Putin Threatens to Retaliate with Cluster Bombs if Ukraine Uses U.S. Munitions
Russian President Putin

Putin Threatens to Retaliate with Cluster Bombs if Ukraine Uses U.S. Munitions

Russian President Vladimir Putin threatened to retaliate with cluster bombs if Ukraine uses U.S.-supplied munitions against his forces, according to a television clip released by Russian state television on Sunday. Putin issued a warning to Ukraine not to deploy the largely internationally outlawed cluster munitions that were shipped recently by the United States.

“I want to say that Russia has sufficient reserves of various types of cluster munitions,” Putin said in a video clip released by Russian state TV. Russia did not want to use this resource, he added. “But of course, if it is used against us, then we reserve the right to take congruent actions.”

Human rights activists accuse Russian and Ukrainian forces of already using cluster bombs. Putin denied this, even though he admitted that for a time there was a “known shortage of the ammunition” on the Russian side. Cluster munitions are missiles and bombs that burst in the air over the target and scatter many small explosive devices.

Their use is controversial because a considerable proportion of them do not detonate but remain unexploded, like mines, endangering civilians long after hostilities have ended.

A total of 111 countries have outlawed cluster bombs under an international treaty, but the U.S., Ukraine and Russia have not signed that treaty. Ukraine can potentially use the munitions to help clear extensive Russian defensive positions in its ongoing counteroffensive to retake its territories in the east and south.

The provision of the controversial cluster munitions is intended to fill a “gap” for Ukraine, according to the U.S. administration.

U.S. President Joe Biden was determined not to leave Ukraine “defenceless,” Biden’s National Security Advisor Jake Sullivan told US broadcaster CNN on Sunday.

Biden had earlier acknowledged that the U.S. had little other ammunition left in its stockpiles and described cluster munitions as a temporary solution. Asked about this, Sullivan said that after Biden’s administration took office, it had been determined that the stockpiles of NATO standard munitions in the U.S. were “relatively small.”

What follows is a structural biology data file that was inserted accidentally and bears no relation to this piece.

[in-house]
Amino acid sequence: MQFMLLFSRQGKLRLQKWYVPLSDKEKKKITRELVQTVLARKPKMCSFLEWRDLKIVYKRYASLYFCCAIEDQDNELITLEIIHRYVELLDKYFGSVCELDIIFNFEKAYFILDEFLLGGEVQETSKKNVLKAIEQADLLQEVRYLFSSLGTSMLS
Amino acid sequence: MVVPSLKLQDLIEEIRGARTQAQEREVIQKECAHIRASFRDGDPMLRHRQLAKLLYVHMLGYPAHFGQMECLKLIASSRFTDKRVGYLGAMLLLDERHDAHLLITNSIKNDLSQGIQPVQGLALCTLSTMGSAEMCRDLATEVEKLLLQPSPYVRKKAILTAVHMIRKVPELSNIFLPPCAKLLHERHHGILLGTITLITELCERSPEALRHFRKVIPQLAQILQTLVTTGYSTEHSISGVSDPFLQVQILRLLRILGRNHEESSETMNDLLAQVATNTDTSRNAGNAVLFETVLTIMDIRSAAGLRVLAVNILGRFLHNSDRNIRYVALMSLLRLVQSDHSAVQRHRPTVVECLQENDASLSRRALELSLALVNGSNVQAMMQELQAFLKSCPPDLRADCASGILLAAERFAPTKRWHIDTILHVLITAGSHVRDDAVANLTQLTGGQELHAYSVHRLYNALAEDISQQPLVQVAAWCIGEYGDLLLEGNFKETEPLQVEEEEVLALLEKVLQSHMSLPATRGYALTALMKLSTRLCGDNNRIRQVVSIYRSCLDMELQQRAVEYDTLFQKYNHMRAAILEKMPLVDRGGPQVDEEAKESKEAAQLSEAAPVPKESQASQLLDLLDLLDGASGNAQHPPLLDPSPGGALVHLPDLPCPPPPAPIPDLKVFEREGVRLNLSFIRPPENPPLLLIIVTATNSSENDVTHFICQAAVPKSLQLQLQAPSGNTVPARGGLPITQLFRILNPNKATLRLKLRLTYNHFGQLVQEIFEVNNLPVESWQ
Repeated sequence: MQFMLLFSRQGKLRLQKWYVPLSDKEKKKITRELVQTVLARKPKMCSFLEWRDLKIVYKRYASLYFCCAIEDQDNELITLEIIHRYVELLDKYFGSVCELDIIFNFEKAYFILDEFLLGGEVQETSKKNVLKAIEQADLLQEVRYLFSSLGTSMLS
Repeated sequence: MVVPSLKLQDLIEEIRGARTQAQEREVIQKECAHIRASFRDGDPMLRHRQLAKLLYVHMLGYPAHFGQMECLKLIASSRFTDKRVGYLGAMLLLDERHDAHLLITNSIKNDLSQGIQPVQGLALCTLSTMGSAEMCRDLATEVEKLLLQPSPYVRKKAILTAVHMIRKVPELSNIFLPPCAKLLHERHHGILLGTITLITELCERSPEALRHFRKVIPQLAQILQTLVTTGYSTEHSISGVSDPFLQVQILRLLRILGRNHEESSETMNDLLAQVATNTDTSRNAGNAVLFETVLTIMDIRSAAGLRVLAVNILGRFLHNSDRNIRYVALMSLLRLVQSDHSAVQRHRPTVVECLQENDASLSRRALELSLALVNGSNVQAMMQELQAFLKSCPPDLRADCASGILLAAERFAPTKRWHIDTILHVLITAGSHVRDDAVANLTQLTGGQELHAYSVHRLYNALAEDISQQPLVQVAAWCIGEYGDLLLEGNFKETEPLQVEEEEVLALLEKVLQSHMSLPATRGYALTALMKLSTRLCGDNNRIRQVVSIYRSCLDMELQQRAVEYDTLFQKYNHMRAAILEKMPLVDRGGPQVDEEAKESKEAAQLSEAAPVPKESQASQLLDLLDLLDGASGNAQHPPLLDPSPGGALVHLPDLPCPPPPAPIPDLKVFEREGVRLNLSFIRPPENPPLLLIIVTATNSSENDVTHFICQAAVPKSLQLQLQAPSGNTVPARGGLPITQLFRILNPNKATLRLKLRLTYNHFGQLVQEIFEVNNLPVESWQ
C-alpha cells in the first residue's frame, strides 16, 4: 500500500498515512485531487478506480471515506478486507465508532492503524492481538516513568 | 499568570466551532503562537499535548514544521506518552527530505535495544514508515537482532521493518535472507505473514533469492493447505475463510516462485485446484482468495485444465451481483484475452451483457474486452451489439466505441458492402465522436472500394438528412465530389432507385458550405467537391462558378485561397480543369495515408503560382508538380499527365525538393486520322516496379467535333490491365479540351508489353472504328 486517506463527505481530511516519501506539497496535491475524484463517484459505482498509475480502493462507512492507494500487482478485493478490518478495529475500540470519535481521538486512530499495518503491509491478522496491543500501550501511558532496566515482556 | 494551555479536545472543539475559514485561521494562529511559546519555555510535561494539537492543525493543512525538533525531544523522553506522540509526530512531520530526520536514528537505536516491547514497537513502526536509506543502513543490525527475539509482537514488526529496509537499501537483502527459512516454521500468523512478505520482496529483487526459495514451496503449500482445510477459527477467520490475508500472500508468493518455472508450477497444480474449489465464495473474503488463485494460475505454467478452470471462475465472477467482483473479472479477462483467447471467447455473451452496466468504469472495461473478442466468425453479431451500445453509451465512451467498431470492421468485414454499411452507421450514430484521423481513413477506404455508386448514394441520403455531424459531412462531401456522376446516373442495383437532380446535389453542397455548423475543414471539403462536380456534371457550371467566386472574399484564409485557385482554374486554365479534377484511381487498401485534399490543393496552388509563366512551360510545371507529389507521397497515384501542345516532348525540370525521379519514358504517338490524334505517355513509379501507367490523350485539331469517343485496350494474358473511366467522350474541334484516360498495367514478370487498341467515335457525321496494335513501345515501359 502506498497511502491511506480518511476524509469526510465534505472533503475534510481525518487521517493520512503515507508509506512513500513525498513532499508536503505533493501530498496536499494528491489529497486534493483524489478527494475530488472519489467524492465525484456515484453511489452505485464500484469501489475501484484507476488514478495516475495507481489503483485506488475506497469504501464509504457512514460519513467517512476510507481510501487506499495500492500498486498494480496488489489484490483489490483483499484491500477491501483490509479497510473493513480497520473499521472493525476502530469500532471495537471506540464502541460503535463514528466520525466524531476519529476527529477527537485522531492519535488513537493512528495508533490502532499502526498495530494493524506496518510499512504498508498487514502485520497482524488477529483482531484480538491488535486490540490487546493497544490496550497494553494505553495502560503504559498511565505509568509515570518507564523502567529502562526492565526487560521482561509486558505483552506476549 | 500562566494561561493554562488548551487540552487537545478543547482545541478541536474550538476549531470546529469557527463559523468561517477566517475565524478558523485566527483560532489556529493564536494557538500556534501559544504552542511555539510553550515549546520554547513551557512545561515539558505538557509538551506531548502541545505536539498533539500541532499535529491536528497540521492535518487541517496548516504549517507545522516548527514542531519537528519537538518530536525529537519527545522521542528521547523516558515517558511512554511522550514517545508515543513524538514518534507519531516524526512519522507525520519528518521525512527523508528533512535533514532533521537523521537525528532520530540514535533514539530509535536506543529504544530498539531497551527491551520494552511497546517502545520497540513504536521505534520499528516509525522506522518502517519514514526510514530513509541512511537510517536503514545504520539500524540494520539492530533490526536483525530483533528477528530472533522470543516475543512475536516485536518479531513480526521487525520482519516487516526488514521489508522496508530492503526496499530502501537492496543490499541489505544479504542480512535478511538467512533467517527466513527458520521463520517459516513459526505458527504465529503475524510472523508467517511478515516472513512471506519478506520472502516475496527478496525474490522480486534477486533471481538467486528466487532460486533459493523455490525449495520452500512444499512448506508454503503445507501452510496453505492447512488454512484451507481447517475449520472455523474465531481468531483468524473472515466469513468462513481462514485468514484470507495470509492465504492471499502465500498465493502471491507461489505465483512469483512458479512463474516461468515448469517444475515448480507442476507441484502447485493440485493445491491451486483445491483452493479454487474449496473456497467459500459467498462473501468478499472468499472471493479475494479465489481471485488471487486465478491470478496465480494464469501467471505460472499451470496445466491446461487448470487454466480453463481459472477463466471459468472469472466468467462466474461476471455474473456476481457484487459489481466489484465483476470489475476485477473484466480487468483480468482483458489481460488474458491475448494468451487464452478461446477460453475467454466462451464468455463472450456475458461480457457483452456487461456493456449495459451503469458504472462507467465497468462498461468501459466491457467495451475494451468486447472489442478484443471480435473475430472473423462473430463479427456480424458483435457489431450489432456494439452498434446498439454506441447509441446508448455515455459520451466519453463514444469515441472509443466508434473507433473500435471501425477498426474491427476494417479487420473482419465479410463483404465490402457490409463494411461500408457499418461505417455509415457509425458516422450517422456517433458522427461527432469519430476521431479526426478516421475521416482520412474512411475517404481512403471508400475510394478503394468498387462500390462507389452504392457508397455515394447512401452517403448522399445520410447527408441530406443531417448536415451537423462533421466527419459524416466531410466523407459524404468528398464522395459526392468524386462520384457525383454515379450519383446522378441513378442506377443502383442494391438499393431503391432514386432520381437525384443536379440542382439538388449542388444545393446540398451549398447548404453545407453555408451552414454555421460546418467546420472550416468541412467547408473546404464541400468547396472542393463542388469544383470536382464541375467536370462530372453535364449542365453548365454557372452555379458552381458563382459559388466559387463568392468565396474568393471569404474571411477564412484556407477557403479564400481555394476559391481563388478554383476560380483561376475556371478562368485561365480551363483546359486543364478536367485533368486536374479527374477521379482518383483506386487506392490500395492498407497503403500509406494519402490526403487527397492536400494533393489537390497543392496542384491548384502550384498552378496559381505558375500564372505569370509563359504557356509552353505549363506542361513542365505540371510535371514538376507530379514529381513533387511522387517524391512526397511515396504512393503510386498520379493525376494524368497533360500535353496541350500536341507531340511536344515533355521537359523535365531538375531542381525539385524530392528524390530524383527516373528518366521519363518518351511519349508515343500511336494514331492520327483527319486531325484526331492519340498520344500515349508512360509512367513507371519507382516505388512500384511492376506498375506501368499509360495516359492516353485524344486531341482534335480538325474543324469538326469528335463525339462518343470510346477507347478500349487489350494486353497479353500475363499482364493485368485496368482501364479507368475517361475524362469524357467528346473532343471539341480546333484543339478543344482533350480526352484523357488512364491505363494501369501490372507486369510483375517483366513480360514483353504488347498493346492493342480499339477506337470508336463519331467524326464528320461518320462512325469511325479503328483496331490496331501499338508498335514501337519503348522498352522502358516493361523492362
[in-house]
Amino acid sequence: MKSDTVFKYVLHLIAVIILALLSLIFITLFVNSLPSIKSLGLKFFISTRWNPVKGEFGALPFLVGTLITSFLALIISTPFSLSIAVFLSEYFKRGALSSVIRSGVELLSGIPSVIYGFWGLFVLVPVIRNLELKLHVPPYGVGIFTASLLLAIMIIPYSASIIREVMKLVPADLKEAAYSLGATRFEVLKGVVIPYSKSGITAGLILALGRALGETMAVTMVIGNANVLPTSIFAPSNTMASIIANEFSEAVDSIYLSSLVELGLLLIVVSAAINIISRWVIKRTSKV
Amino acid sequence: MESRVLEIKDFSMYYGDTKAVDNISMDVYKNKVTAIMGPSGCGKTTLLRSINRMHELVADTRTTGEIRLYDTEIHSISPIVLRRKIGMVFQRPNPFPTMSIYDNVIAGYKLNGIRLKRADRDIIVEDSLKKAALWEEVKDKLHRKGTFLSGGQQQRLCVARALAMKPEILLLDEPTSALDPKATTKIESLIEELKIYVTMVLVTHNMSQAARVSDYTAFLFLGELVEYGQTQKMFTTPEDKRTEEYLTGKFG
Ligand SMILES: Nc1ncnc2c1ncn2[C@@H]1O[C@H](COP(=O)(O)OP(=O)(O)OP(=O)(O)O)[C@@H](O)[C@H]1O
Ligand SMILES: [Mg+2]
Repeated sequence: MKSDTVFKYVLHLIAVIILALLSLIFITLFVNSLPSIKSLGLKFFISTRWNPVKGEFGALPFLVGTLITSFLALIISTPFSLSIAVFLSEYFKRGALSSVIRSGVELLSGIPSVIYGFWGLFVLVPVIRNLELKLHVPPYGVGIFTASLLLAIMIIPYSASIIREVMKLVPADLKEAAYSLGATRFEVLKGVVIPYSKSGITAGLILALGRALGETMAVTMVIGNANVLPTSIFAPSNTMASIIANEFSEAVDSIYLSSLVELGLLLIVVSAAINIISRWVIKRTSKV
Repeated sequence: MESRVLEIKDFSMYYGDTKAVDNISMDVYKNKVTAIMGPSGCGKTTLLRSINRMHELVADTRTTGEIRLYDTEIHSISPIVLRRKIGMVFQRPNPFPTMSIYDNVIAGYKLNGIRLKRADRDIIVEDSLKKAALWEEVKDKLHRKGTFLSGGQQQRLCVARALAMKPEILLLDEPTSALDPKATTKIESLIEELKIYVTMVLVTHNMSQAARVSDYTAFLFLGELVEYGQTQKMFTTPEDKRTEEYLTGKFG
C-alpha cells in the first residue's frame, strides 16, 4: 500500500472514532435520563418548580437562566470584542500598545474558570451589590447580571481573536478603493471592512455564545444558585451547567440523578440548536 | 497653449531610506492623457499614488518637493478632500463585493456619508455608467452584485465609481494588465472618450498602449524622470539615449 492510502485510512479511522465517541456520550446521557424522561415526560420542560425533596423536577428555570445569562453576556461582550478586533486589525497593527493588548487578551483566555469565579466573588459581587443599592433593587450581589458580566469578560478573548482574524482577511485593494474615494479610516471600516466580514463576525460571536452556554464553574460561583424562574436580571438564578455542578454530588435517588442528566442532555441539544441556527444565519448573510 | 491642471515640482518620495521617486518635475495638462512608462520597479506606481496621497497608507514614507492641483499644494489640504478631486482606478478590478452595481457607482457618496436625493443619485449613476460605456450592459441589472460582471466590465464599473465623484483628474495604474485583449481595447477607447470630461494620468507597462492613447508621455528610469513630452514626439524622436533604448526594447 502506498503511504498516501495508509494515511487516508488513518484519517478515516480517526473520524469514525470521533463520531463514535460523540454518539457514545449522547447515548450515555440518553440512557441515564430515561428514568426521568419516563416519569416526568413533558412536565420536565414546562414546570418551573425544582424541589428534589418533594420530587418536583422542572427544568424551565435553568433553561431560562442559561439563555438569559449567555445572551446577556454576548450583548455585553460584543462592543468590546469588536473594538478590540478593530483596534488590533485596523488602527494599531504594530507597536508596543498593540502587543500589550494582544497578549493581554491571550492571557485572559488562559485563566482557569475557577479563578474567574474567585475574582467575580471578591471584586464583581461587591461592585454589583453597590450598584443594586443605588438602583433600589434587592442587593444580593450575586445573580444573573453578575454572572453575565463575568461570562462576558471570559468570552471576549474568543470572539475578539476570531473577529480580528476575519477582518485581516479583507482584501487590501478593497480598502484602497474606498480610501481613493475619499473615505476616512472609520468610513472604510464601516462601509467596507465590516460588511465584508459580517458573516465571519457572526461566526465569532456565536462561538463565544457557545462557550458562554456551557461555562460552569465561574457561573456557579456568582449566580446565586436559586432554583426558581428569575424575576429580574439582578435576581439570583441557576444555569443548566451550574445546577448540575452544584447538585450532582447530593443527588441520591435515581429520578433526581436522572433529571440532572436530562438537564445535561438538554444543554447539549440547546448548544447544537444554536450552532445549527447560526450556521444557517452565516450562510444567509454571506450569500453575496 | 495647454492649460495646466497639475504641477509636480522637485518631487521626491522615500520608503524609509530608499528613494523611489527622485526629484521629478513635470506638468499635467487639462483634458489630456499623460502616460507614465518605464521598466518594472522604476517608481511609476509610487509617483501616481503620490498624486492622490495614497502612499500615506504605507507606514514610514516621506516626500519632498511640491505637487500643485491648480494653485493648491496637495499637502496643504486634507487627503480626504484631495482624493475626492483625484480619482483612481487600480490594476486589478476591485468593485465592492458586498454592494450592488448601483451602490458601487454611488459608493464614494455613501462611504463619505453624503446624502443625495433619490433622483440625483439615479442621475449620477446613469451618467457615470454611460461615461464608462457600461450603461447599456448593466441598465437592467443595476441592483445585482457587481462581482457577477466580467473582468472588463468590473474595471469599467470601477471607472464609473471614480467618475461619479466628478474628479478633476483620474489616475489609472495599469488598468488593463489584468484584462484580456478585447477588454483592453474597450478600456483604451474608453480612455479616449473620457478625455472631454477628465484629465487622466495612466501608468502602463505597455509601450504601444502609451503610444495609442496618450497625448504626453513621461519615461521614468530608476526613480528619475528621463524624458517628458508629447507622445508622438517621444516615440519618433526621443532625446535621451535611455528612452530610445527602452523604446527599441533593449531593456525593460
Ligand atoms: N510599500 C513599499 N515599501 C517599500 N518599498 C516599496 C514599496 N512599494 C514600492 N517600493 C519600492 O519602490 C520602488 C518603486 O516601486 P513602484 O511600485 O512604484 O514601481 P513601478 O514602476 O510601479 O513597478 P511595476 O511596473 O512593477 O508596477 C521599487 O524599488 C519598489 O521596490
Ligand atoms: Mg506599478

Putin also mocked European politicians, whom he described as being totally dependent on the U.S. on state television on Sunday. He also stated that Russian specialists will analyse the NATO weapons captured during the war against Ukraine and use them to improve Russia’s military systems.

“If there is an opportunity to look inside to see if there is something there that can be applied in our country, well, why not?” Putin told Russian state television on Sunday. Putin repeated his assertion that Ukraine’s counteroffensive to liberate its occupied territories in the east and south of the country was unsuccessful.

In contrast, Ukraine has reported numerous territorial gains. The Russian military often uses social media networks to display captured military equipment donated by Western allies who support Ukraine. There have been proposals in the parliament in Moscow to organize an exhibition of the spoils of war. Ukraine also displays captured Russian weapons in the city centre of the capital Kiev.

Meanwhile, German Foreign Minister Annalena Baerbock is heading to New York to celebrate the 25th anniversary of the founding of the International Criminal Court (ICC). There, she is expected to give a speech calling for a reform of international law so that perpetrators of a war of aggression such as the Russian leader are held accountable.

“No one should be allowed to wage a war of aggression in the 21st century and go unpunished,” the Baerbock said on Sunday before her trip to New York.  Nigerian Treasury Bills Yield Rises to 7%